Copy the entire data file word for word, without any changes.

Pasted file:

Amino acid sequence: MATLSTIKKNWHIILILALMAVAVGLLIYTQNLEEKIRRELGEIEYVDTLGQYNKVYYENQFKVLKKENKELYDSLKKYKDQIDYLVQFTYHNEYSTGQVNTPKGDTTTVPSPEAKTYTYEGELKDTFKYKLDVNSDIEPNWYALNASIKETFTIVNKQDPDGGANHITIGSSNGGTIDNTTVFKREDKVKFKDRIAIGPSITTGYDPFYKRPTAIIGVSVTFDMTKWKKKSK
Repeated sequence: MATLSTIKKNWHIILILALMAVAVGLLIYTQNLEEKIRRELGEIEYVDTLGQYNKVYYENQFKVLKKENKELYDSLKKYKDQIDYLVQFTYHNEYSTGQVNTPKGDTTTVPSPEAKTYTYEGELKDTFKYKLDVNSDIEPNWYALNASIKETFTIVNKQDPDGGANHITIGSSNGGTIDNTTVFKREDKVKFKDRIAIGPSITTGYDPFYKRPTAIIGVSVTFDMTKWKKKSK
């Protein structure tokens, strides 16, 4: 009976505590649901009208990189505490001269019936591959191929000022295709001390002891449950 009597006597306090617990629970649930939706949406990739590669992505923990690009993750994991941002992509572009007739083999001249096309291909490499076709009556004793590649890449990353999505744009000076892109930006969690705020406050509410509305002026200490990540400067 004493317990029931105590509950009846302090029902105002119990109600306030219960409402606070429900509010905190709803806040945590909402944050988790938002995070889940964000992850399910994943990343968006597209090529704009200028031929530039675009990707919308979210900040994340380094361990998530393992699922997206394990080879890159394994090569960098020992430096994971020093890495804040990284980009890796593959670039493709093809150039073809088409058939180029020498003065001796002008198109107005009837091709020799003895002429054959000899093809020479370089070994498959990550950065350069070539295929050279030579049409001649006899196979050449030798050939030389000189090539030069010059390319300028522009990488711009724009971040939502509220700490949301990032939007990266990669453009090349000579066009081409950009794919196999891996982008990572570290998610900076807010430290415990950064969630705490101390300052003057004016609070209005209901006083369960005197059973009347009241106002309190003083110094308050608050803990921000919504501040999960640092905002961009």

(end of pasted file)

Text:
Amino acid sequence: MATLSTIKKNWHIILILALMAVAVGLLIYTQNLEEKIRRELGEIEYVDTLGQYNKVYYENQFKVLKKENKELYDSLKKYKDQIDYLVQFTYHNEYSTGQVNTPKGDTTTVPSPEAKTYTYEGELKDTFKYKLDVNSDIEPNWYALNASIKETFTIVNKQDPDGGANHITIGSSNGGTIDNTTVFKREDKVKFKDRIAIGPSITTGYDPFYKRPTAIIGVSVTFDMTKWKKKSK
Repeated sequence: MATLSTIKKNWHIILILALMAVAVGLLIYTQNLEEKIRRELGEIEYVDTLGQYNKVYYENQFKVLKKENKELYDSLKKYKDQIDYLVQFTYHNEYSTGQVNTPKGDTTTVPSPEAKTYTYEGELKDTFKYKLDVNSDIEPNWYALNASIKETFTIVNKQDPDGGANHITIGSSNGGTIDNTTVFKREDKVKFKDRIAIGPSITTGYDPFYKRPTAIIGVSVTFDMTKWKKKSK
């Protein structure tokens, strides 16, 4: 009976505590649901009208990189505490001269019936591959191929000022295709001390002891449950 009597006597306090617990629970649930939706949406990739590669992505923990690009993750994991941002992509572009007739083999001249096309291909490499076709009556004793590649890449990353999505744009000076892109930006969690705020406050509410509305002026200490990540400067 004493317990029931105590509950009846302090029902105002119990109600306030219960409402606070429900509010905190709803806040945590909402944050988790938002995070889940964000992850399910994943990343968006597209090529704009200028031929530039675009990707919308979210900040994340380094361990998530393992699922997206394990080879890159394994090569960098020992430096994971020093890495804040990284980009890796593959670039493709093809150039073809088409058939180029020498003065001796002008198109107005009837091709020799003895002429054959000899093809020479370089070994498959990550950065350069070539295929050279030579049409001649006899196979050449030798050939030389000189090539030069010059390319300028522009990488711009724009971040939502509220700490949301990032939007990266990669453009090349000579066009081409950009794919196999891996982008990572570290998610900076807010430290415990950064969630705490101390300052003057004016609070209005209901006083369960005197059973009347009241106002309190003083110094308050608050803990921000919504501040999960640092905002961009």